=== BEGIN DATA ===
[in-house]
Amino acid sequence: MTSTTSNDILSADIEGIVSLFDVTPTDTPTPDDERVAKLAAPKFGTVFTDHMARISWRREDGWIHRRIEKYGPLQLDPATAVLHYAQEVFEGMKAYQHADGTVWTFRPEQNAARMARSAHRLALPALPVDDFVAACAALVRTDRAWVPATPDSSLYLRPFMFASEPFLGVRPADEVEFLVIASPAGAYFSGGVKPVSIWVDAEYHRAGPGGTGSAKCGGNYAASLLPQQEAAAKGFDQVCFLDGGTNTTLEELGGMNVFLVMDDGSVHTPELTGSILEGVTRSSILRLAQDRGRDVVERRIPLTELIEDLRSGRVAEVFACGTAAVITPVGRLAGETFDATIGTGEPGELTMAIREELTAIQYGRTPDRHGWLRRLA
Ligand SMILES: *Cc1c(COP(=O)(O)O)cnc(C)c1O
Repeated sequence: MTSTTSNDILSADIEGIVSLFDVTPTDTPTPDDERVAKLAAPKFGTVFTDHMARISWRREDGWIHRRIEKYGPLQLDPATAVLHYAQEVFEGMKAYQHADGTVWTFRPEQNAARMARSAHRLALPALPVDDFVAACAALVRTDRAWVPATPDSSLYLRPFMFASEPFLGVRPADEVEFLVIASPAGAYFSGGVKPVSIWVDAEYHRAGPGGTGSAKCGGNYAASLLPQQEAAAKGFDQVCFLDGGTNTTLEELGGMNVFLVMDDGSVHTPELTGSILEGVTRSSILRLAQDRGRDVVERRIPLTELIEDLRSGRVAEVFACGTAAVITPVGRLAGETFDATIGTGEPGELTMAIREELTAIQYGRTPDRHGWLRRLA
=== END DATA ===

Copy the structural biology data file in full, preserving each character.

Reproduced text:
[in-house]
Amino acid sequence: MTSTTSNDILSADIEGIVSLFDVTPTDTPTPDDERVAKLAAPKFGTVFTDHMARISWRREDGWIHRRIEKYGPLQLDPATAVLHYAQEVFEGMKAYQHADGTVWTFRPEQNAARMARSAHRLALPALPVDDFVAACAALVRTDRAWVPATPDSSLYLRPFMFASEPFLGVRPADEVEFLVIASPAGAYFSGGVKPVSIWVDAEYHRAGPGGTGSAKCGGNYAASLLPQQEAAAKGFDQVCFLDGGTNTTLEELGGMNVFLVMDDGSVHTPELTGSILEGVTRSSILRLAQDRGRDVVERRIPLTELIEDLRSGRVAEVFACGTAAVITPVGRLAGETFDATIGTGEPGELTMAIREELTAIQYGRTPDRHGWLRRLA
Ligand SMILES: *Cc1c(COP(=O)(O)O)cnc(C)c1O
Repeated sequence: MTSTTSNDILSADIEGIVSLFDVTPTDTPTPDDERVAKLAAPKFGTVFTDHMARISWRREDGWIHRRIEKYGPLQLDPATAVLHYAQEVFEGMKAYQHADGTVWTFRPEQNAARMARSAHRLALPALPVDDFVAACAALVRTDRAWVPATPDSSLYLRPFMFASEPFLGVRPADEVEFLVIASPAGAYFSGGVKPVSIWVDAEYHRAGPGGTGSAKCGGNYAASLLPQQEAAAKGFDQVCFLDGGTNTTLEELGGMNVFLVMDDGSVHTPELTGSILEGVTRSSILRLAQDRGRDVVERRIPLTELIEDLRSGRVAEVFACGTAAVITPVGRLAGETFDATIGTGEPGELTMAIREELTAIQYGRTPDRHGWLRRLA